UFE vs Myomectomy: Which Option is Best for You?
Fibroids can be a crippling complication in your life, and if you suffer from them, you understand how true this is.
Heavy periods, fatigue, pelvic pain, and incontinence are just a few of the frustrating symptoms that affect your life. There are several fibroid treatment options available including hysterectomy (the complete removal of the uterus), or a less invasive procedure called a uterine fibroid embolization (UFE). But how do you know which one is right for you?
Eliminating One Option
Although a hysterectomy is a common solution to uterine fibroids, it is not for everyone. If you are considering UFE or a myomectomy, the one question you must have already answered is, “Yes, I want to keep my uterus if there are other treatment options.” The next step is to decide between these other two procedures.
Myomectomy is the surgical removal of fibroids in a hospital setting. It is performed under general anesthesia and can be accomplished three ways by a surgeon:
- The most common approach is to reach the uterus through a large incision in the abdomen.
- Another approach is to use a scope which is inserted into the vagina. This procedure is known as a hysteroscopic myomectomy.
- The third option is via a series of small incisions in the abdomen known as a laparoscopic myomectomy.
Depending on the size of the fibroid(s) there can be a risk of hemorrhage since the blood supply to the uterus is not affected by this procedure. There is also the risk of needing a blood transfusion, particularly for larger fibroids. In cases like these a myomectomy may ultimately require converting to a hysterectomy.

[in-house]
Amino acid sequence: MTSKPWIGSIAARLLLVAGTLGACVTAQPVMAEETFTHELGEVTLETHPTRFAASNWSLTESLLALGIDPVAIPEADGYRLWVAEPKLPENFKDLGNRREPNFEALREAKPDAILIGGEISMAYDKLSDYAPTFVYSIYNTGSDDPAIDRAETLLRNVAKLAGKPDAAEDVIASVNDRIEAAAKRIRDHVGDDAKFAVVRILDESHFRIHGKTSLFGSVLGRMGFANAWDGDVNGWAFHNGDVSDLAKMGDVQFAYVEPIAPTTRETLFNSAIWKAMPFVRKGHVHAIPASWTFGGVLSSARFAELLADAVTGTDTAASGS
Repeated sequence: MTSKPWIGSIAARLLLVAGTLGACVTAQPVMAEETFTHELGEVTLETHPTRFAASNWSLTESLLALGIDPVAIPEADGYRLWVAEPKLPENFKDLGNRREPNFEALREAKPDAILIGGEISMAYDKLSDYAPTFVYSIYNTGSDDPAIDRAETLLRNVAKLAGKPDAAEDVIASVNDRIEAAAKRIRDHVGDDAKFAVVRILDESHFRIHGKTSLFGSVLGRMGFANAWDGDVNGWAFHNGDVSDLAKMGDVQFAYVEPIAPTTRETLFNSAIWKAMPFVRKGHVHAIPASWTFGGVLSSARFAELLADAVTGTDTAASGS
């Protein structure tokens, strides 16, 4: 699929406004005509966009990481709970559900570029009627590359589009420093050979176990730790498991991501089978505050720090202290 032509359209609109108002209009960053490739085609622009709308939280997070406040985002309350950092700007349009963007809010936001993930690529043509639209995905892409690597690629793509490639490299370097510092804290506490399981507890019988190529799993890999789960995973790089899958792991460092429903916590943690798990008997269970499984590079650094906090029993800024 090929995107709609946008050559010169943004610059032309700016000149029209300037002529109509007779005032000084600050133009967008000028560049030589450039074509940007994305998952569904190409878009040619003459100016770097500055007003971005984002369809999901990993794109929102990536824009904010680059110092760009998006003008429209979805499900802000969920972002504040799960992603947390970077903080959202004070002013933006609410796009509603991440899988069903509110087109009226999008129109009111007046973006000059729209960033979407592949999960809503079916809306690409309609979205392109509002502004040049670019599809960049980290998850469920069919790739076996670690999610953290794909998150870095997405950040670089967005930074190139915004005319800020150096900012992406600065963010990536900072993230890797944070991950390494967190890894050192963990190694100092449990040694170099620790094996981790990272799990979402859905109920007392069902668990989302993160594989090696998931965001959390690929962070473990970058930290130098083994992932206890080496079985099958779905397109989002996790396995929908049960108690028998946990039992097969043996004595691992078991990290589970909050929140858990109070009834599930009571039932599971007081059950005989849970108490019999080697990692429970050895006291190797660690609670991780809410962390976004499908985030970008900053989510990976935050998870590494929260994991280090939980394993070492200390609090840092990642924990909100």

Uterine Fibroid Embolization
UFE is an alternative to surgery and is performed by an interventional radiologist. This minimally invasive procedure commonly takes less than an hour and typically only requires conscious sedation.
The fibroids are not surgically removed, but instead a very thin tube called a catheter is inserted into the groin or wrist. This catheter is safely guided to the uterine arteries. The next step involves injecting tiny particles to block the blood vessels and arteries that supply needed blood to the fibroid. Without the supply of blood and nutrients, the fibroid will shrink and ultimately die. With time, the symptoms will lessen or resolve totally within approximately three months.
By comparison, there is no risk of conversion from a uterine fibroid embolization to a hysterectomy. However, there are a few rare complications you should aware of including premature menopause and fibroid expulsion from the uterus which can lead to infection.
Different Treatments – Different Recovery Times – Different Outcomes
A myomectomy requires a hospital stay and six to eight weeks of recovery time.
UFE is performed as an outpatient procedure and takes less than a week for recovery. Sometimes there may be some nausea and pain for 24 hours after the procedure.
Outcomes of a myomectomy vs a UFE are dependent on the size of the fibroid(s) and their location in the uterus. There is some dispute about which of these treatments provide the best outcome, especially with regard to recurring fibroids and if the patients will eventually require a hysterectomy.